Browsing the information highway while driving: three in-vehicle touch screen scrolling methods and driver distraction
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Distraction effects of three alternative touch screen scrolling methods for searching music tracks on a mobile device were studied in a driving simulation experiment with 24 participants. Page-by-page scrolling methods with Buttons or Swipe that better facilitate resumption of visual search following interruptions were expected to lead to more consistent in-vehicle glance durations and thus on less severe distraction effects than Kinetic scrolling. As predicted, Kinetic scrolling induced decreased visual sampling efficiency and increased visual load compared with Swipe, increased experienced workload compared with both Buttons and Swipe, as well as decreased lane-keeping accuracy compared with baseline. However, Buttons did not significantly excel Kinetic with any metric but on subjective ratings. Based on the results, we do not recommend the use of kinetic scrolling with in-vehicle touch screen displays in the manner used in the experiment. Instead, page-by-page swiping seems to suit significantly better for in-vehicle displays due to its systematic nature and low levels of pointing accuracy required for scrolling the pages.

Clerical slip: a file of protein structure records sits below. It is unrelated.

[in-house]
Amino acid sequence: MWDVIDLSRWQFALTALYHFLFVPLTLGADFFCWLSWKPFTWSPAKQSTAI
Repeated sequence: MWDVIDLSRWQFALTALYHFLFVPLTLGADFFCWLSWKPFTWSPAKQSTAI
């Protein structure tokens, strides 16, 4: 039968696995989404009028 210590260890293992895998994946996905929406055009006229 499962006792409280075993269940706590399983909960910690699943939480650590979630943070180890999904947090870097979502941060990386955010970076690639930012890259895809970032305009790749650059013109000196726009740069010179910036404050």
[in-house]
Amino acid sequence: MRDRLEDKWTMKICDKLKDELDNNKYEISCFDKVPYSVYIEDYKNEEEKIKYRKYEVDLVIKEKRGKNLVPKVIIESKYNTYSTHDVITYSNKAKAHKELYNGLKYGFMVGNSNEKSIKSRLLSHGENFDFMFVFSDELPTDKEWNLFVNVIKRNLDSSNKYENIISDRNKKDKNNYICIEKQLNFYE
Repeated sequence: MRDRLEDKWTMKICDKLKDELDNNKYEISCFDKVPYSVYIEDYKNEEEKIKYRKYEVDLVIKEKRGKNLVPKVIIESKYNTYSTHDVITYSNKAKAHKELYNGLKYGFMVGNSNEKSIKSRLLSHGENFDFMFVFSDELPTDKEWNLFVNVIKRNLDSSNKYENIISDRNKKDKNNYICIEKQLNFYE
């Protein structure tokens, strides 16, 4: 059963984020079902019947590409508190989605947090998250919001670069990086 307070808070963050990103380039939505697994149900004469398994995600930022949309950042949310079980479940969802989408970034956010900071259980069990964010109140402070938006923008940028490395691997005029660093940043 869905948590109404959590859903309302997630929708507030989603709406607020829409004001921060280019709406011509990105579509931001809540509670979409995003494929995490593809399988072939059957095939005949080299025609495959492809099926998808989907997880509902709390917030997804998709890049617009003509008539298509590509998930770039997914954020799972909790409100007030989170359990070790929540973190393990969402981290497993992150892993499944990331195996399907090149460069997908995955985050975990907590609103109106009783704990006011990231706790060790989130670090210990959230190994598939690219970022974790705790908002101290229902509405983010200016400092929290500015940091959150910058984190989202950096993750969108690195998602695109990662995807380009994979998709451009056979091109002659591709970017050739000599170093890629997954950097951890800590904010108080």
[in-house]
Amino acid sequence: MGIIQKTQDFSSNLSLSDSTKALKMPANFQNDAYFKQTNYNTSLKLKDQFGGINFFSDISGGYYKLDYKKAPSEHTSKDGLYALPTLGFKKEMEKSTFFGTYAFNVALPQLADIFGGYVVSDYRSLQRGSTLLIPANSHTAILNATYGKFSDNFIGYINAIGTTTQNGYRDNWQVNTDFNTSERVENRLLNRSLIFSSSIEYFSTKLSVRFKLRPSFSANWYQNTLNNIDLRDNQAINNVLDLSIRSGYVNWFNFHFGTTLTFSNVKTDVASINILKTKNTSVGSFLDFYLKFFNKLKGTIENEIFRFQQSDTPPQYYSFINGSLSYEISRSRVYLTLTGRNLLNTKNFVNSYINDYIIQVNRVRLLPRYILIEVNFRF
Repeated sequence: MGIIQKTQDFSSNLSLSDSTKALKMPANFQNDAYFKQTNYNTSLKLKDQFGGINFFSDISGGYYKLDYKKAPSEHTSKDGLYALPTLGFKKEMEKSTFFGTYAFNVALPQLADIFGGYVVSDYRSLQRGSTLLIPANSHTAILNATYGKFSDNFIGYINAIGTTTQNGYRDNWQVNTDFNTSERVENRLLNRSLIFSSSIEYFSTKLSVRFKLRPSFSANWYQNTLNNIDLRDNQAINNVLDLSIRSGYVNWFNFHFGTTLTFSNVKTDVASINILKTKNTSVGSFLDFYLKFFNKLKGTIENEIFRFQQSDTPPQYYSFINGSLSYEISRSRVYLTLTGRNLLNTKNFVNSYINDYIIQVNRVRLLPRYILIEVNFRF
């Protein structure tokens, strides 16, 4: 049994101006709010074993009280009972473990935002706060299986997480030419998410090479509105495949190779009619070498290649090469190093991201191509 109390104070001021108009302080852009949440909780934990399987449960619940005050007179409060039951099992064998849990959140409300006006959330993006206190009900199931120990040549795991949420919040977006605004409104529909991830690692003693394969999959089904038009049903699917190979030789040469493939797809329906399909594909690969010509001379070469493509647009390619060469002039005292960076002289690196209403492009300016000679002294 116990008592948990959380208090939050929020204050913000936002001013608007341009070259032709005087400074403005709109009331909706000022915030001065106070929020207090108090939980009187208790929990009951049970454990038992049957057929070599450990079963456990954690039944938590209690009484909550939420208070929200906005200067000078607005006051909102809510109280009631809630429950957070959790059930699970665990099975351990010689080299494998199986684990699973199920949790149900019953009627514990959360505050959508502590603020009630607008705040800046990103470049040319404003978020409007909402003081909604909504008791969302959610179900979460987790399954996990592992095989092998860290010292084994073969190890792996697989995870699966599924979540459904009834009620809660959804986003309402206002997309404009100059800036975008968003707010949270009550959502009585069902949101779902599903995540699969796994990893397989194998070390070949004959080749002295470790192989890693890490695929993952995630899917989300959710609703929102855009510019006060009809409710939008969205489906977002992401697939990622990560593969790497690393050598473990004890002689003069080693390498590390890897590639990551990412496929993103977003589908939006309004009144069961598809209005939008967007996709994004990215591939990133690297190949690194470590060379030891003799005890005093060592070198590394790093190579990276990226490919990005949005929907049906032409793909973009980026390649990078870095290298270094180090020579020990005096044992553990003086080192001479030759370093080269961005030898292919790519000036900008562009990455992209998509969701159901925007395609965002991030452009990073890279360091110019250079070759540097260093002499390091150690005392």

KeywordsDriver distraction In-vehicle information system Information search Touch screen Scrolling method Visual sampling Visual load Driving performance
The author wants to express gratitude especially to Mikko Nirhamo at Nokia for providing the valuable research topic as well as Juha Hämäläinen, Ilkka Kotilainen, Stefan Mayer, and Konstantin Käfer for their assistance in the experiments. This work was supported by research projects Theseus II and OPTIMUM funded by TEKES (Finnish Funding Agency for Technology and Innovation). The driving simulation environment was developed by a grant from the Henry Ford Foundation.
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